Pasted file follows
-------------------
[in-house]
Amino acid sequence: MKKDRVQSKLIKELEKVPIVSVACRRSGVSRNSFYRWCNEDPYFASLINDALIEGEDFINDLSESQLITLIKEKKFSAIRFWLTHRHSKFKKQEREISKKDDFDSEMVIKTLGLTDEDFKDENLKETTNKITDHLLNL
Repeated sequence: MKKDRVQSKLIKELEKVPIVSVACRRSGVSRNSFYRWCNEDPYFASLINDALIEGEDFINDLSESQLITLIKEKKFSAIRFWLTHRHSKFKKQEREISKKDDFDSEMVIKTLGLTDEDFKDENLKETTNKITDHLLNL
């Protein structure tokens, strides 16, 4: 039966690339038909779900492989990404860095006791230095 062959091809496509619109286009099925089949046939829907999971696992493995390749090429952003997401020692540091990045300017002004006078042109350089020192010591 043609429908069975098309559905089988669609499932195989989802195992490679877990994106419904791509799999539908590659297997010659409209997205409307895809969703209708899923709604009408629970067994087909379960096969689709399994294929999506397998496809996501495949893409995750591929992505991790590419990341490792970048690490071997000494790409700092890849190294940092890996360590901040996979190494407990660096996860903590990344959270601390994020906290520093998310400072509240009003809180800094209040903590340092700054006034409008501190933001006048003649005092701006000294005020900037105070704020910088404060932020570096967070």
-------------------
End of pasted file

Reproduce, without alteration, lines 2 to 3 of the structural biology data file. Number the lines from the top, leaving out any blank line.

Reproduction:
Amino acid sequence: MKKDRVQSKLIKELEKVPIVSVACRRSGVSRNSFYRWCNEDPYFASLINDALIEGEDFINDLSESQLITLIKEKKFSAIRFWLTHRHSKFKKQEREISKKDDFDSEMVIKTLGLTDEDFKDENLKETTNKITDHLLNL
Repeated sequence: MKKDRVQSKLIKELEKVPIVSVACRRSGVSRNSFYRWCNEDPYFASLINDALIEGEDFINDLSESQLITLIKEKKFSAIRFWLTHRHSKFKKQEREISKKDDFDSEMVIKTLGLTDEDFKDENLKETTNKITDHLLNL